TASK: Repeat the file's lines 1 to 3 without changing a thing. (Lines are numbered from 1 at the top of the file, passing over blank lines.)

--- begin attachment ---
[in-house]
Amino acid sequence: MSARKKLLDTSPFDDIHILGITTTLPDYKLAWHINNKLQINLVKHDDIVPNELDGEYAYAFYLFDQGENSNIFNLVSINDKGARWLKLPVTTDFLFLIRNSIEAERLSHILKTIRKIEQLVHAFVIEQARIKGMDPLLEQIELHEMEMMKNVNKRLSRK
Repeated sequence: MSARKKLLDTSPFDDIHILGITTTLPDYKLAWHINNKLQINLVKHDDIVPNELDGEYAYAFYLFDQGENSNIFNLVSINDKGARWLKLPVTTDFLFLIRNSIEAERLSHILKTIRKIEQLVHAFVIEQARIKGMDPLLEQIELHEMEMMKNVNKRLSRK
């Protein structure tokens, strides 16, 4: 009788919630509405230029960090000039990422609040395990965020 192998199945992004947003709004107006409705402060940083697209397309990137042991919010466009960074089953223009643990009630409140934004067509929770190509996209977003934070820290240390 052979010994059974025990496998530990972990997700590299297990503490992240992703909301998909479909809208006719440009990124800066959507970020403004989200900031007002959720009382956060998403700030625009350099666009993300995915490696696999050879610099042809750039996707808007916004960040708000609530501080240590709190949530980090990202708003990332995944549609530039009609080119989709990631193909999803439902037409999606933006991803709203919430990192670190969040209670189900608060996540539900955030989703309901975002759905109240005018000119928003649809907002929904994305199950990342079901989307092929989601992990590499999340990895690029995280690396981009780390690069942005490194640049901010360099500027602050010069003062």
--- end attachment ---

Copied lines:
[in-house]
Amino acid sequence: MSARKKLLDTSPFDDIHILGITTTLPDYKLAWHINNKLQINLVKHDDIVPNELDGEYAYAFYLFDQGENSNIFNLVSINDKGARWLKLPVTTDFLFLIRNSIEAERLSHILKTIRKIEQLVHAFVIEQARIKGMDPLLEQIELHEMEMMKNVNKRLSRK
Repeated sequence: MSARKKLLDTSPFDDIHILGITTTLPDYKLAWHINNKLQINLVKHDDIVPNELDGEYAYAFYLFDQGENSNIFNLVSINDKGARWLKLPVTTDFLFLIRNSIEAERLSHILKTIRKIEQLVHAFVIEQARIKGMDPLLEQIELHEMEMMKNVNKRLSRK